David Limmer is an assistant professor in the College of Chemistry at UC Berkeley. His lab's research endeavors to advance theoretical descriptions of complex, condensed phase materials especially in instances where equilibrium ideas do not apply. They do this using concepts and methods developed by considering contemporary statistical mechanics unified when appropriate with principles from disparate disciplines in theoretical science. They ultimately aim to derive effective theories and coarse-grained descriptions and do so with the help of modern numerical techniques and computer simulation. Inspiration for specific problems comes from close collaboration with experimentalists studying real physical systems in microscopic or mesoscopic detail. Specific areas of current interest include the emergent behavior of systems undergoing simple chemical dynamics in complex environments, the response of nanoscale systems driven far from equilibrium and the solid-electrolyte interfaces relevant to basic energy science.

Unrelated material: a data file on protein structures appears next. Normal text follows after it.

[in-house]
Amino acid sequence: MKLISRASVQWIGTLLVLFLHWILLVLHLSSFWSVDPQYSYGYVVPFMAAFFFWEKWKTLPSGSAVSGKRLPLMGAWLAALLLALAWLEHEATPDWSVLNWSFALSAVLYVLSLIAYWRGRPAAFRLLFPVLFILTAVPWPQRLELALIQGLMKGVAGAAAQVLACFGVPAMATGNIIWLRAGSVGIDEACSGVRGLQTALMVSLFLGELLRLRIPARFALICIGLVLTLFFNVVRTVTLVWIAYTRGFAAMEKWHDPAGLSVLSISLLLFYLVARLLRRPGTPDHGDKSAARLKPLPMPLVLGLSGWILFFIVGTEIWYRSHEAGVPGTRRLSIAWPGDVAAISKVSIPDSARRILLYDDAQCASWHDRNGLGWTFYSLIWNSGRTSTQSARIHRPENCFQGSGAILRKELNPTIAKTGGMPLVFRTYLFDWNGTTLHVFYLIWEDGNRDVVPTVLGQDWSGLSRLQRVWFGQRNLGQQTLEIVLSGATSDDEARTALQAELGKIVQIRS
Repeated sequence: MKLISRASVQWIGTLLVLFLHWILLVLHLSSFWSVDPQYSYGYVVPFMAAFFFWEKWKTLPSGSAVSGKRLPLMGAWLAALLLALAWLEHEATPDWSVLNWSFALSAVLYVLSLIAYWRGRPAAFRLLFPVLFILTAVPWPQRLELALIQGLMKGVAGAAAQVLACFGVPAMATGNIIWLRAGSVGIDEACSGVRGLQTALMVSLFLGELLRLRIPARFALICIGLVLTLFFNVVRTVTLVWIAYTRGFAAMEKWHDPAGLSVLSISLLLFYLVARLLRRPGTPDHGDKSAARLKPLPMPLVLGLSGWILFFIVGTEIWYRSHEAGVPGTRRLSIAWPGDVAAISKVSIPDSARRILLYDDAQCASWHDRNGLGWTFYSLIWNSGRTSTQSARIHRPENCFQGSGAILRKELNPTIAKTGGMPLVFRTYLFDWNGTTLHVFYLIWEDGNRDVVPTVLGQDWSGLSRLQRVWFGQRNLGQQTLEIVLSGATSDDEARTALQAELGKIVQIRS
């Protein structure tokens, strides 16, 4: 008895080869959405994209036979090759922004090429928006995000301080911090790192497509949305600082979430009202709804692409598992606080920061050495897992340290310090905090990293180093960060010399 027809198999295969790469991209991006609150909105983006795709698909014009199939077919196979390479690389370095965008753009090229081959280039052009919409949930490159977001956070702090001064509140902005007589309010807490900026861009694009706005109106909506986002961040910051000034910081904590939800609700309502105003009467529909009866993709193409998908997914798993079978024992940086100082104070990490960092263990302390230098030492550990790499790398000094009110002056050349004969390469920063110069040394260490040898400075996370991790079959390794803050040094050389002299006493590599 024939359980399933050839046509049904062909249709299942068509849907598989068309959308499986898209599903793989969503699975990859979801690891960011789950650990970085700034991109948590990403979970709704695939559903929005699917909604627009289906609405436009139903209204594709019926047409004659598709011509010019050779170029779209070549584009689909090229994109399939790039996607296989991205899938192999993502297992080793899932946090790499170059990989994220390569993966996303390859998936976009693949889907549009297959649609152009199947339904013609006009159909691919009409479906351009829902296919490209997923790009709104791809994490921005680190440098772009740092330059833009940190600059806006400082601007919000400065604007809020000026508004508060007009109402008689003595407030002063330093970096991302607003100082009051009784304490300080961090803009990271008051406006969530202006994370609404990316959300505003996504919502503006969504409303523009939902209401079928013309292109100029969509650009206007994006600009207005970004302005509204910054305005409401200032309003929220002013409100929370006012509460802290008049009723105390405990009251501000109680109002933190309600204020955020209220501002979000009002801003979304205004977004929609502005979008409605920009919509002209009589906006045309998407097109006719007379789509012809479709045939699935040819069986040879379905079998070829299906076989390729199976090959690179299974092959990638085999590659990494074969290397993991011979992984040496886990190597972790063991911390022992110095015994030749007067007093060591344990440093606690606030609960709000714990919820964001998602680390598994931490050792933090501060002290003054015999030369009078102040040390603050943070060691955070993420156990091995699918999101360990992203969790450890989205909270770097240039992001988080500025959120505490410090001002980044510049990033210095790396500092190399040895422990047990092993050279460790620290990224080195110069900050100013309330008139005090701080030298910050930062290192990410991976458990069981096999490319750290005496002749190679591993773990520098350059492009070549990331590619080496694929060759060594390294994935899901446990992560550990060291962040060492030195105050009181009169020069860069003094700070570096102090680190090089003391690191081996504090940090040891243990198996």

Research Expertise and Interest
May 27, 2022
The College of Chemistry is pleased to announce that Assistant Professor of Chemistry David Limmer, (Ph.D. ’13, Chem) has been awarded the 2022 Donald Sterling Noyce Prize for Excellence in Undergraduate Teaching.
March 15, 2022
A new study with implications for atmospheric chemistry has answered some long-enduring questions about the chemical reactivity of an air pollutant molecule with aerosol, revealing the vital role played by the interface between water and gas. The results carry impacts for environmental and climate science, as well as human health.
February 16, 2021
Five UC Berkeley assistant professors have been awarded 2021 Sloan Research Fellowships, which are one of the most competitive and prestigious awards available to early career researchers.